Discussion: - primary function of 1,25 OH2D3) is to maintain skeletal homeostasis as well as for maintenance of plasma Ca homeostasis; - primary effect of lack of Vit D is decrease in miceralization of newly formed bone matrix (osteoid); - rate of bone formation is decreased; - net result is less total bone & marked change in quality of bone; - only minute amounts of vitamin D are necessary for parathyroid hormone to carry out its actions on bone and kidney; - osteomalacia, group of dz processes characterized by defective mineralizaiton can be caused by any problem resulting in inadequate amounts of Vit D or low plasma PO4; - in osteomalacia defective mineralizaiton results in relative increase in amount of osteoid (unmineralized bone matrix) in bone;

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Metabolic Bone Diseases

Sections on - Bone multicellular units Calcium supplements: Calcitonin Differential Dx Estrogen: HyperPTH / HypoPTH HypoCa / HyperCa Hypophosphatemic Vitamin D-resistant rickets Hyperthyroidism MSK Changes Associated w/ Steroids Osteomalacia Osteoporosis, Postmenopausal Pagets Disease Renal Disease: effects on bone Rickets Vit D & Abnormalities Wheeless' Textbook of Orthopaedics

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Bone multicellular units

- generalized pathologic processes in bone can be best understood by understanding how these processes alter the normal sequence of bone remodeling as described in the previous chapter; - bone remodeling occurs in local groups of osteoblasts and osteoclasts called bone multicellular units (BMU); - each unit is organized into "cutting cone" of osteoclasts reabsorbing bone followed by trail of osteoblasts reforming the bone to fill defect left by osteoclasts; - end product is a new osteon;

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Calcitonin

- contraindicated w/ clinical allergy, must periodically examine urine sediment with chronic use; - for symptomatic Paget's Disease of bone, hypercalcemia, post-menopausal osteoporosis (in addition to supplemental calcium, adequate vitamin D intake, and adequate diet);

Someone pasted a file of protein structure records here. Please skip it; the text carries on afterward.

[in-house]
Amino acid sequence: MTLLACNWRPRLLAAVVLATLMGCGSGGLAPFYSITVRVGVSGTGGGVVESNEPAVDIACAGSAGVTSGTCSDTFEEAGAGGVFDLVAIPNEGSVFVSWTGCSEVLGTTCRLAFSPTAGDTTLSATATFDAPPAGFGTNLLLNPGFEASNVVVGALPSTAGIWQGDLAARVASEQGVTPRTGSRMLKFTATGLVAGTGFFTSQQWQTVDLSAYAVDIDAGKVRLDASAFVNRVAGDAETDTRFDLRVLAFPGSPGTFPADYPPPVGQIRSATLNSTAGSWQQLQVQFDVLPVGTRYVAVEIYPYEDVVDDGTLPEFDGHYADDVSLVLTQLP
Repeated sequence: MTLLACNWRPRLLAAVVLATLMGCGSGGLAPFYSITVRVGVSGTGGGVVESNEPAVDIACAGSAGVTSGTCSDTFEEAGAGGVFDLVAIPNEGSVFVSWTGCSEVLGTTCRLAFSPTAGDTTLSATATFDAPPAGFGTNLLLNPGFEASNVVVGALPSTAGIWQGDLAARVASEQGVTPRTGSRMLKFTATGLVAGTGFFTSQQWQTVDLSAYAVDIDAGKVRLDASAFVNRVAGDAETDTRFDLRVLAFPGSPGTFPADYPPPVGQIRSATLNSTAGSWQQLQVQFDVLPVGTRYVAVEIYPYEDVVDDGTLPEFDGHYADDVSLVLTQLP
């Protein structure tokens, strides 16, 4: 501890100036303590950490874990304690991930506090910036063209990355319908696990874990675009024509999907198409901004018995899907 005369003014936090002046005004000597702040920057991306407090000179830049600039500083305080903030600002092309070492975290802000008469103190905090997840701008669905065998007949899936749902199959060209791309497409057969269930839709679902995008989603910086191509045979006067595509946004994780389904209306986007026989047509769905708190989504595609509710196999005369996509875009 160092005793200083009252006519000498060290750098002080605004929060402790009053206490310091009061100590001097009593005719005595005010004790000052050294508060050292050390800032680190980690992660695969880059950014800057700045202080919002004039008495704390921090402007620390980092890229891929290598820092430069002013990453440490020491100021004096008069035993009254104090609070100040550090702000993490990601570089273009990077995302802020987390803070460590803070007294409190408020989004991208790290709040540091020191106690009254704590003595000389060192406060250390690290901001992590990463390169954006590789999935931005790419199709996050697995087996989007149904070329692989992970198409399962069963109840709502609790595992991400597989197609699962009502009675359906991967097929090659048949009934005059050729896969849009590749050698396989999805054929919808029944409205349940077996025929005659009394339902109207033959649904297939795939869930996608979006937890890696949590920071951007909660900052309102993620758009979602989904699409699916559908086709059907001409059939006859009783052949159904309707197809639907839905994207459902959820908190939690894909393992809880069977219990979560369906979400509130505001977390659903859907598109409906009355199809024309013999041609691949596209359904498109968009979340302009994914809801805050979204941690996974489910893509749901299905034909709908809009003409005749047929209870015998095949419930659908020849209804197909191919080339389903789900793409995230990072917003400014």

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Calcium supplements

calcium content of various supplements: - 8 oz of milk: 250-300 mg (and also contains 100 international units of vitamin D); - 1 gm of calcium is present in 2.5 gm of calcium carbonate; - 1 gm of calcium is present in 5.0 gm of calcium citrate; - 1 gm of calcium is present in 8.0 gm of calcium lactate; - 1 gm of calcium is present in 10.0 gm of calcium gluconate; - phoslo - calcium acetate: 667 MG - calcium acetate anhydrous 667 MG = Calcium 169 M - calcium carbonate: - Os-Cal 250 = 625mg calcium carbonate (each tab contains 250mg of elemental calcium and 125 USP units of Vit D); - Os-Cal 500 = 1250 mg calcium carbonate (each tab contains 500mg of elemental calcium); - Os-Cal Forte = 250mg elemental calcium plus vitamins and minerals; - CaCO3 650mg PO tid/qid is good for slowing diarrhea induced by tube feeding; - for calcium replacment: Adults: 500mg PO qd or 1 tab tid; - cal-bid: calcium supplement w/ Vit C and D added - 625 mmg (= 250 mmg elemental calcium);

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HyperCalcemia

Wheeless' Textbook of Orthopaedics Discussion: - physical properties - state in body fluids - calcium is a necessary & important addition to cell membranes, giving strength to these structures and regulating permeability; - physiologic roles of calcium are well established; - abnormally low concentrations of Ca permit spontaneous discharges of both sensory & motor fibers in peripheral nerves, leading to tetany; - see depolarization and calcium regulation of muscle contraction; - w/ elevated levels, nerve impulses are blocked, leading to coma; - normal levels: - serum: 4.2-5.3 mEq/L or 8.5-10.5 mg/dL; - ionized: 2.24-2.46 mEq/L or 4.48-4.92 mg/dL

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Hyperparathyroidism

Wheeless' Textbook of Orthopaedics Discussion: - a disorder which is caused by excessive production of parathyroid hormone which leads to hypercalcemia, recurrent nephrolithiasis, pancreatitis, peptic ulcers, and mental changes; - incidence of approx 5 /10,000 pts per year; - usually affects adults over 50 yrs & occurs more commonly in females; - causes: - in most cases is due to single parathyroid adenoma (80% of patients); - malignant tumor: occurs in about 1% of patients with hyperparathyroidism; - occurs often in association w/ multiple endocrine neoplasia syndrome, and rarely to parathyroid carcinoma; - hyperparathyoidism is sometimes seen in renal cell carcinoma and squamous cell carcinoma